Ramadan: Hunting for lunch

It’s Ramadan out there. Out there, behind the curtains.

Ramadan commemorates the first revelation of the Quran to The Prophet Muhammad, and is one of the Five Pillars of Islam.

Shacks operate behind curtains, selling hot tea and sometimes food. Men gather to smoke and hide from Ramadan. I’m often greeted with startled looks, as I take a place on a bench and ask for tea. Always the only woman.

Nothing is to be consumed from 3:30am to 7.00pm; when the first note of the call to prayer breaks the fast.

Then there is that tense moment, looking at the food and waiting for the muezzin to make the call to prayer. This signifies Iftar. The evening meal.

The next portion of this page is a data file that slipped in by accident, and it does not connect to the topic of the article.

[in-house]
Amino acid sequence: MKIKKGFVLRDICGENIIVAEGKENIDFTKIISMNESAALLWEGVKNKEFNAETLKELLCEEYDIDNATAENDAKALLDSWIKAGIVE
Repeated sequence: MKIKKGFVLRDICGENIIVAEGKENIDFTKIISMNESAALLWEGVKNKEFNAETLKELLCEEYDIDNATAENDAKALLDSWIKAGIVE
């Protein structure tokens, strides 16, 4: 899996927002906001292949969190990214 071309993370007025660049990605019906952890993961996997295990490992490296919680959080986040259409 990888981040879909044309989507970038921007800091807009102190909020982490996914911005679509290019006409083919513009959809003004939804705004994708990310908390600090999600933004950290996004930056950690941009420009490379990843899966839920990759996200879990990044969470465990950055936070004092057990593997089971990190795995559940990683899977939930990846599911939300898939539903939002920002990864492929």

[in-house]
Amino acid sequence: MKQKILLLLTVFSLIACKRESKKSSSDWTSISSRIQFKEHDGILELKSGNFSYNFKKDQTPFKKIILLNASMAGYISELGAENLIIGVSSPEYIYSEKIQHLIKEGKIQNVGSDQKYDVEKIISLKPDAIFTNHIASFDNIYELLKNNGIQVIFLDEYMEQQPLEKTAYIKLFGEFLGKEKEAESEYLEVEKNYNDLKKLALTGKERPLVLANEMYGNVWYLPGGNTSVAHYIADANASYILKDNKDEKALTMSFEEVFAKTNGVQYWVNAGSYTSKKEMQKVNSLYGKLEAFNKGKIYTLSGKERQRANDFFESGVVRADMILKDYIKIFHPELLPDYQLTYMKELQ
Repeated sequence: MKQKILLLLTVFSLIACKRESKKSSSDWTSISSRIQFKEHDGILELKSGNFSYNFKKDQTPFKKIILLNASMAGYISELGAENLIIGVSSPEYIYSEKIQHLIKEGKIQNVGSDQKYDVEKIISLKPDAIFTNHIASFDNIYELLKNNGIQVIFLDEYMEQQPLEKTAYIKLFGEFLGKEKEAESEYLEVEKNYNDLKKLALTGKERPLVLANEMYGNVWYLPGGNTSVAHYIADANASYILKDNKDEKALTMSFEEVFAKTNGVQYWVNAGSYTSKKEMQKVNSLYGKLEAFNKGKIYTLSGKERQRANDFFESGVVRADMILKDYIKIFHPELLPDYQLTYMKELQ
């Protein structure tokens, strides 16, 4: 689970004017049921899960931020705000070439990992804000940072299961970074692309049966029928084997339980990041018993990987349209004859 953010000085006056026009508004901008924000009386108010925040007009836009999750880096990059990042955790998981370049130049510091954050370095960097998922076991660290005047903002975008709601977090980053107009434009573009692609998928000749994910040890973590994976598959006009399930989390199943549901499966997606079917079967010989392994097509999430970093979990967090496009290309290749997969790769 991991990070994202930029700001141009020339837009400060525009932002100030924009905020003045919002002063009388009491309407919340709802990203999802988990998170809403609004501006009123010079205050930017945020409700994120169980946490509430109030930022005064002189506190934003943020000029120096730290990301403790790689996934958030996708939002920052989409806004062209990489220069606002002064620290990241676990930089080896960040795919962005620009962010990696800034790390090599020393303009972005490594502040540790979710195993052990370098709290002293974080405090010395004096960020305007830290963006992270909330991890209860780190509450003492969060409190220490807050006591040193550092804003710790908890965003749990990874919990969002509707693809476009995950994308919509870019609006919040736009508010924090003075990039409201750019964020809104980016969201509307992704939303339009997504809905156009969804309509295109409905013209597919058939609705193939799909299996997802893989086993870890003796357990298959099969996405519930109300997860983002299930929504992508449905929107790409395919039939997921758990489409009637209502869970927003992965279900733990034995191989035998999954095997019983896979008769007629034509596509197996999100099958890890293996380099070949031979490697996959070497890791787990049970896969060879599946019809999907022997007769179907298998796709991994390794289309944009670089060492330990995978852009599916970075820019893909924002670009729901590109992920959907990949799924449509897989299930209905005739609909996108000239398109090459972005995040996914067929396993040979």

Men sit around large plastic tubs on the street and share food for Iftar.

Friends and family unite to eat together.

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This is the shack I visit during the day.
The butcher is still open

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Inside a curtained shop selling tea.
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Children are not usually in the shacks, unless there is something particularly interesting to investigate.

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